Listellick National School, Tralee

March 13, 2023 charlene.knox

OCSC’s Cork office was delighted to be part of the Civil / Structural Design Team for Listellick National School in Tralee, Co. Kerry. This project comprises the construction of an 8 classroom primary school with GP Hall, 1 No. ballcourt and junior play area. Opperman Associates have been shortlisted for this years “Building & Architect of the Year Awards” under category “Building of the Year – Educational” we would like to wish them all the best and well done to the whole design team involved.

A collaborative approach to the design of this project was utilised with substantial co-ordination carried out between the various design team members to ensure that the client brief was fully satisfied. From an engineering point of view, comprehensive surveys were carried out at Stage 1, including geotechnical site investigation with percolation testing, topographical and below ground utilities surveys as well as a geophysical survey given the proximity to a known karst region in County Kerry, so as to ensure that all abnormal risks were identified at an early stage and suitably mitigated through the detailed design process.

OCSC have an extensive history in the design of both primary and secondary schools throughout the country. Numerous previous projects were reviewed to aid in developing the most efficient and satisfactory structural approach to this project. OCSC worked closely with the design team, in particular the architect to ensure that the structure was fully co-ordinated with the architectural solution, in particular an asymmetric steel portal frame was incorporated into the GP hall design to accommodate the irregular roof geometry.

Vierendeel truss cantilevers were merged with the overall GP hall structure to allow an unobstructed glass faced be installed at the south east and south west corners, presenting a complex structural design challenge.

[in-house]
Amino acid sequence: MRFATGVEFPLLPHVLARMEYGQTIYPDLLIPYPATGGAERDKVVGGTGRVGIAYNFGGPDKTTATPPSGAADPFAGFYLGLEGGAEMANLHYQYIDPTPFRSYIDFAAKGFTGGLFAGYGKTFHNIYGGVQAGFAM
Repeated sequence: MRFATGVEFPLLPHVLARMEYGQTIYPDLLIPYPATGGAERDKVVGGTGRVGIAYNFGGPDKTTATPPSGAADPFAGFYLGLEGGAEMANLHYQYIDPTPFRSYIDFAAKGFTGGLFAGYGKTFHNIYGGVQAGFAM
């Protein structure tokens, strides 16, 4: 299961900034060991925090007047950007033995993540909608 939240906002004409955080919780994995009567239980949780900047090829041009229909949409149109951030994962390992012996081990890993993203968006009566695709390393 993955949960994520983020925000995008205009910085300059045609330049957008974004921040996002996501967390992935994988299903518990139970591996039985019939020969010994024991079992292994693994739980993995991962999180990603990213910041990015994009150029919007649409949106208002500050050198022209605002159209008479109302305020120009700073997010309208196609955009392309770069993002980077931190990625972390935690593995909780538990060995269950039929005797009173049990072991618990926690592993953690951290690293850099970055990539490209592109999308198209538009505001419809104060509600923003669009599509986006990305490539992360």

Challenges :
The elevated and exposed nature of the site in close proximity to the west coast of Ireland resulted in extremely onerous wind loading conditions for this project. As a result a very rigid structural frame was required to ensure that serviceability of the building was not compromised, in particular the external finishes. In order to overcome this issue, a rigid concrete frame was incorporated into the structural design of the building with RC or hollow block pier members used to frame around large windows and a concrete ring beam incorporated at the various roof levels. Infill hollow block walls and a light weight steel roof were then installed to complete the building envelope. The GP hall was particularly sensitive to any lateral movement induced by wind, as a result of its glass façade elements. Again to ensure that no adverse impacts were encountered, the portal frames were buttressed with additional Vierendeel trusses at strategic locations, which were incorporated into the inner blockwork leaf geometry.

As part of the utility survey carried out for the site, a lack of adequate surface water infrastructure in the vicinity i.e. no surface water sewer or suitable naturally occurring surface water feature such as a stream to receive runoff from the developed site, was identified. In order to overcome this challenge and risk to the viability of the project, OCSC liaised with the local authority and identified a surface water stream, approximately 300m to the west of the site. Following concerns raised by the local authority regarding the capacity of this stream, given the presence of a number of residential properties down stream, OCSC undertook a catchment analysis of the to determine its current load and capacity, and subsequently designed the new onsite surface water attenuation system so as not to overload the stream even under the conditions of a 1 in 100 storm event.

Impact :
In order to ensure that the design of the project was in keeping with sustainability best practice, sustainable urban drainage systems were incorporated into the surface water system design. An attenuation tank is provided with a hydro break limiting the outflow from the site to greenfield runoff rate. Silt traps are included upstream of this to remove and sediment within the on site sewer network and a petrol interceptor was also incorporated into the design to ensure that any hydro carbons from onsite traffic are separated before entering the attenuation tank, thus protecting the receiving natural surface water system.

Similarly the onsite wastewater treatment system was designed to a high standard so as to ensure that no adverse impact occurs to the receiving environment. An oversized to primary settlement tank is provided to guard against shock loading, with secondary peat filtering modules further treating the effluent before discharging to ground via a raised soil polishing filter.

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John McBeath


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